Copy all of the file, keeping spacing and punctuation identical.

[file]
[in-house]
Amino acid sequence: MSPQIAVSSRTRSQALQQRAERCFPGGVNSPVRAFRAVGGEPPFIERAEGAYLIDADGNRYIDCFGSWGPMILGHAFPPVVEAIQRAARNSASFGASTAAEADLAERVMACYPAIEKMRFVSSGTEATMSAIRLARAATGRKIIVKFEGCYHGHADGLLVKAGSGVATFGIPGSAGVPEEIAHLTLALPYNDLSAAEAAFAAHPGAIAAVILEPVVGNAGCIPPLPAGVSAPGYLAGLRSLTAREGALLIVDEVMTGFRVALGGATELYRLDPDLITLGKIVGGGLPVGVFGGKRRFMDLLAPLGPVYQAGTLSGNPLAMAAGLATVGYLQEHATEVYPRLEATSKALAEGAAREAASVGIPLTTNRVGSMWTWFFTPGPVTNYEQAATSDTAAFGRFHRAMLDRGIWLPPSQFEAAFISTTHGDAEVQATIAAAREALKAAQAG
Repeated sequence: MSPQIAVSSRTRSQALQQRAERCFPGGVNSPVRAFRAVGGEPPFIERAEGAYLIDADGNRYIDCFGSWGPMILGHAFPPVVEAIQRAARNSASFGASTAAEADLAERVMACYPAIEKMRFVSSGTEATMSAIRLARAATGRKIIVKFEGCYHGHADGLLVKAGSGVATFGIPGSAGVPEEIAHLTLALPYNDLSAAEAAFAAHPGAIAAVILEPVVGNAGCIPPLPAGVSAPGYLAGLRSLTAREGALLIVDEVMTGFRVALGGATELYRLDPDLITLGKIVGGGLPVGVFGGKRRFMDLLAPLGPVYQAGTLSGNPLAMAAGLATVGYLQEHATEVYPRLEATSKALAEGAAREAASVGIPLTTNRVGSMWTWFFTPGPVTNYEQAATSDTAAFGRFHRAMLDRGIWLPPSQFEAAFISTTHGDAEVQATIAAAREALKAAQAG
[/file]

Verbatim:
[in-house]
Amino acid sequence: MSPQIAVSSRTRSQALQQRAERCFPGGVNSPVRAFRAVGGEPPFIERAEGAYLIDADGNRYIDCFGSWGPMILGHAFPPVVEAIQRAARNSASFGASTAAEADLAERVMACYPAIEKMRFVSSGTEATMSAIRLARAATGRKIIVKFEGCYHGHADGLLVKAGSGVATFGIPGSAGVPEEIAHLTLALPYNDLSAAEAAFAAHPGAIAAVILEPVVGNAGCIPPLPAGVSAPGYLAGLRSLTAREGALLIVDEVMTGFRVALGGATELYRLDPDLITLGKIVGGGLPVGVFGGKRRFMDLLAPLGPVYQAGTLSGNPLAMAAGLATVGYLQEHATEVYPRLEATSKALAEGAAREAASVGIPLTTNRVGSMWTWFFTPGPVTNYEQAATSDTAAFGRFHRAMLDRGIWLPPSQFEAAFISTTHGDAEVQATIAAAREALKAAQAG
Repeated sequence: MSPQIAVSSRTRSQALQQRAERCFPGGVNSPVRAFRAVGGEPPFIERAEGAYLIDADGNRYIDCFGSWGPMILGHAFPPVVEAIQRAARNSASFGASTAAEADLAERVMACYPAIEKMRFVSSGTEATMSAIRLARAATGRKIIVKFEGCYHGHADGLLVKAGSGVATFGIPGSAGVPEEIAHLTLALPYNDLSAAEAAFAAHPGAIAAVILEPVVGNAGCIPPLPAGVSAPGYLAGLRSLTAREGALLIVDEVMTGFRVALGGATELYRLDPDLITLGKIVGGGLPVGVFGGKRRFMDLLAPLGPVYQAGTLSGNPLAMAAGLATVGYLQEHATEVYPRLEATSKALAEGAAREAASVGIPLTTNRVGSMWTWFFTPGPVTNYEQAATSDTAAFGRFHRAMLDRGIWLPPSQFEAAFISTTHGDAEVQATIAAAREALKAAQAG